One of the many ways by which Gujarati food has lassoed my heart is through its veritable wonderland of street food. Although not as lauded as Mumbai or Delhi’s street scene, Gujarat still offers many edible treasures to the interested. On a recent visit to Ahmedabad, Surat and the Kutch area of the state, I drove by busy streets that were swilling with people, all clustered around food carts with elegantly-displayed wares.
Big streets and narrow lanes were all paved with vendors selling a flurry of food – pao bhaji
and sev puris, of course, but also fafda jalebis, the salty, savoury crunch of the fafda taming the sugary charms of thejalebi; crisp ganthias; cold, creamy kulfis. But most of all, there were dabeli stalls dotting the roads, the vendors setting up their stalls before the city starts its workaday thrum, and staying open until the wee hours of the night. My friend (who I was travelling with), who thus far had claimed to be impervious to the charms of Gujarati food, was fascinated with the profusion of dabeli stalls. “It is sort of like vada pao but different,” I clumsily explained. In the end, I gave up all attempt at explanation, and steered her towards a dabeli vendor.
It wasn’t the best dabeli I had eaten, but for my friend, it was an absolute revelation. “Why haven’t I tried this before?” she marveled. In that moment, she became a fan for life.
Like so much Indian street food, dabeli has that genius blend of softness and crunch, sweetness and salt. Each vendor insinuates his own special flavours into the dish, but by and large, a dabeli is made of buttered pao, grilled on a tawa, split open and stuffed with a spiced potato mixture, onions, pomegranates and sweet- tangy- spicy chutneys. My friend’s dabeli mixture was generously dunked in sweet date and tamarind chutney, tinged with a smidgen of garlic and sprinkled with sev ganthia for the element of crunch. But I have had spicier versions, versions with peanuts smothered in chilli that singed my lips, even versions with grapes. There is dabeli served with lashings of coriander, dabeli with the addition of delicate shavings of coconut, even dabeli with cheese, for those looking to further augment their waistlines. There are almost as many versions as there are vendors!
Where to Eat Dabeli
Thankfully, for those of us unlucky enough not to be living in Gujarat, dabeli is available across the country. In Pune, I have tasted Cheesy Kucchi Dabeli at Manisha Bhel Pani Puri Snacks Centre, and an unfortunate mayonnaise-flecked one at the uniquely named WatsApp Dabeli Centre (in Pimpri), which also offers schezwan and cheese options, and the immensely popular Butter Kadak Punch.
Mumbai has my favourite dabeli outside of Gujarat of course, by way of the popular Swati Snacks — I think the restaurant has the ideal ratio of sweet to spicy flavours. But of course, there are plenty of other places to partake of it. A friend swears by a tiny thelawala in Nalasopara called Famous Dabeli, another travels to Matunga dabeli that specializes in dabeli and vada pao. The dabeli comes laced with garlic, slathered with cheese and butter, as a Jain version, or just plain, which is the least piquant of all the choices. Firki, in Lower Parel, has gussied up the dabeli by topping toast with the stuffing: it is named Dabeli Bruschetta and described as “Juicy dabeli masala served on top of toasted bread” on the menu.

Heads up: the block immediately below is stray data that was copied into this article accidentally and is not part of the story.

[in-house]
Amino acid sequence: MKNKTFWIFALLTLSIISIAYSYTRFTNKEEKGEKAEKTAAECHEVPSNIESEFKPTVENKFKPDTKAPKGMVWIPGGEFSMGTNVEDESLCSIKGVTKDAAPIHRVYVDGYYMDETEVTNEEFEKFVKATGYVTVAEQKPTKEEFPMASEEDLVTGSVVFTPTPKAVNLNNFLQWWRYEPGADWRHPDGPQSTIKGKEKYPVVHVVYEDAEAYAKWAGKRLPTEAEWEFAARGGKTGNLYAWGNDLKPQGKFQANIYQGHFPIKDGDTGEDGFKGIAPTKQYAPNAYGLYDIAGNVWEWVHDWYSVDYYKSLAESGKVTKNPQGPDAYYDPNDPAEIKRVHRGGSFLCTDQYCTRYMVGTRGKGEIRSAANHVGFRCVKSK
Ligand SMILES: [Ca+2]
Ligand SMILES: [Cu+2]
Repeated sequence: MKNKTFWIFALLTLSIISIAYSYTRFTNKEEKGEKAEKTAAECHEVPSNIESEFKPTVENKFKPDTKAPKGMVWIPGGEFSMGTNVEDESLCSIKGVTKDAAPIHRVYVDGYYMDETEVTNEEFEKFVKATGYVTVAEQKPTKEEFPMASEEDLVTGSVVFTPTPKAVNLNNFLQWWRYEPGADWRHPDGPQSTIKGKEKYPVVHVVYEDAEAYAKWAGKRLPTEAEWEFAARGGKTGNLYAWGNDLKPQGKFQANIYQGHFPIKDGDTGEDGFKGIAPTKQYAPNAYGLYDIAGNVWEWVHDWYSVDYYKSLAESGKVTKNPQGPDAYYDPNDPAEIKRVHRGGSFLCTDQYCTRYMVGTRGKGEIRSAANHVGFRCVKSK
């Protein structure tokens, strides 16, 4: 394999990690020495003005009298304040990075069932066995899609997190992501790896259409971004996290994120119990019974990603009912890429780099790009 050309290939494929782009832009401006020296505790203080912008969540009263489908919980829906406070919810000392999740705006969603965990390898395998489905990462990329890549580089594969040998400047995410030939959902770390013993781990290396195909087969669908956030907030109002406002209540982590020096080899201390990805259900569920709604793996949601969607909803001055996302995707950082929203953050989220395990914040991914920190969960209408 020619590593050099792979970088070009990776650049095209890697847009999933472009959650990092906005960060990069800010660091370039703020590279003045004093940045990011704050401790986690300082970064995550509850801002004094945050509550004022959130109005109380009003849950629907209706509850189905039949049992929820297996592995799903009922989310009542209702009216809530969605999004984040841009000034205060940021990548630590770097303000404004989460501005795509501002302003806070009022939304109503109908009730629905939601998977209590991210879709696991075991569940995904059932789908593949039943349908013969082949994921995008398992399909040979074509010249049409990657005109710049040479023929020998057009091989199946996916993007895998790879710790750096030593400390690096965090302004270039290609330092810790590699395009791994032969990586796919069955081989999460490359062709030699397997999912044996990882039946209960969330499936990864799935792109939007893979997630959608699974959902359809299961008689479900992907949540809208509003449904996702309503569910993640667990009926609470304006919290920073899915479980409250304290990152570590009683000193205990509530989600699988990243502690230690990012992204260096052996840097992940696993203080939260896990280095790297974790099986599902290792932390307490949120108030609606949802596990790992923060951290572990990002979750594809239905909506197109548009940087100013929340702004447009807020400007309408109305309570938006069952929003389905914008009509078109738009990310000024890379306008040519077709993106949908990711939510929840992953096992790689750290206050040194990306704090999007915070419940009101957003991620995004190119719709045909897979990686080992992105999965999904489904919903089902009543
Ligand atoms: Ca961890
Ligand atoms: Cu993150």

In Delhi, I coughed up Rs 90 for a fairly decent one at INA’s Maharashtra Food Stall, with a little cashew embedded within. And Amdavadi, in Chennai’s T Nagar, offers it, too.
In Bengaluru, the dabeli is especially popular in Marathahalli’s Eat Eroo, a small place famous more for its vada pao than anything else. I read about Delite Chaat House, a small eatery in Indiranagar, which serves not just the plebian regular, butter, cheese varieties of dabeli, but also a jammy version, a dry fruit -infused one, and the intriguingly named Delite Special. The regular version is not very spicy, and is very close to the dish she used to enjoy in her home town of Bhuj, but she has also tried the extra buttered bread which she found pretty decadent.
How to Make Dabeli
I am no expert, but I do sometimes make dabeli at home with leftover bhel chutneys. The rest is mostly assembly, tweaked to my taste.
6 soft white paos
1 onion, chopped
2 potatoes, boiled and mashed
2 tbsp coriander leaves, chopped
A handful of pomegranate seeds
A handful of toasted peanuts
3 tsp sev
Date tamarind chutney
A pinch of salt, hing, and jeera powder (during the cooking of the potato mixture)
1/4 tsp cumin powder
A pinch of cinnamon
2 tsp red chilli powder
2 tsp dhania powder
1. For the dabeli masala, first roast themasala lightly, then mix thoroughly and set aside.
2. Next, heat a little oil in a saucepan, and add in the potato mixture, with the pinch of hing, jeera, and salt for seasoning. Stir and if need be, add a little water, to soften the mixture. (At this stage, you may choose to add in some desiccated coconut.) Add in the dabeli masala,
then take off the heat and form into six patties.
3. Toast the paos on a tawa, then butter them thickly. Slather with as much chutney as you like, and stuff with the potato patties. Sprinkle over the chopped coriander leaves, sev, onion, peanuts, and pomegranate. Enjoy!